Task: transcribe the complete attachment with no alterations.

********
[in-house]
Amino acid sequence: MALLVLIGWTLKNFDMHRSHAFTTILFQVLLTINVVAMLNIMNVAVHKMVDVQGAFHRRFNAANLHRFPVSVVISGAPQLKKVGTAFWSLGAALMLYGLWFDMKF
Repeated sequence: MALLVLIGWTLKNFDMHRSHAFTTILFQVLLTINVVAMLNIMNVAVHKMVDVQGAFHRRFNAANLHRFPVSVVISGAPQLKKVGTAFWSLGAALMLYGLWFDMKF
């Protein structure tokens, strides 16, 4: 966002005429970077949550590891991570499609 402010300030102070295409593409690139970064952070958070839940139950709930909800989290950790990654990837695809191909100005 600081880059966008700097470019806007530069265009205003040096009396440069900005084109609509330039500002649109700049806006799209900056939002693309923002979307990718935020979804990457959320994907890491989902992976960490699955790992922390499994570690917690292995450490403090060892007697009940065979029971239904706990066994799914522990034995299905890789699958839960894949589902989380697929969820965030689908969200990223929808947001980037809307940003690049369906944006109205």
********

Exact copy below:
[in-house]
Amino acid sequence: MALLVLIGWTLKNFDMHRSHAFTTILFQVLLTINVVAMLNIMNVAVHKMVDVQGAFHRRFNAANLHRFPVSVVISGAPQLKKVGTAFWSLGAALMLYGLWFDMKF
Repeated sequence: MALLVLIGWTLKNFDMHRSHAFTTILFQVLLTINVVAMLNIMNVAVHKMVDVQGAFHRRFNAANLHRFPVSVVISGAPQLKKVGTAFWSLGAALMLYGLWFDMKF
């Protein structure tokens, strides 16, 4: 966002005429970077949550590891991570499609 402010300030102070295409593409690139970064952070958070839940139950709930909800989290950790990654990837695809191909100005 600081880059966008700097470019806007530069265009205003040096009396440069900005084109609509330039500002649109700049806006799209900056939002693309923002979307990718935020979804990457959320994907890491989902992976960490699955790992922390499994570690917690292995450490403090060892007697009940065979029971239904706990066994799914522990034995299905890789699958839960894949589902989380697929969820965030689908969200990223929808947001980037809307940003690049369906944006109205």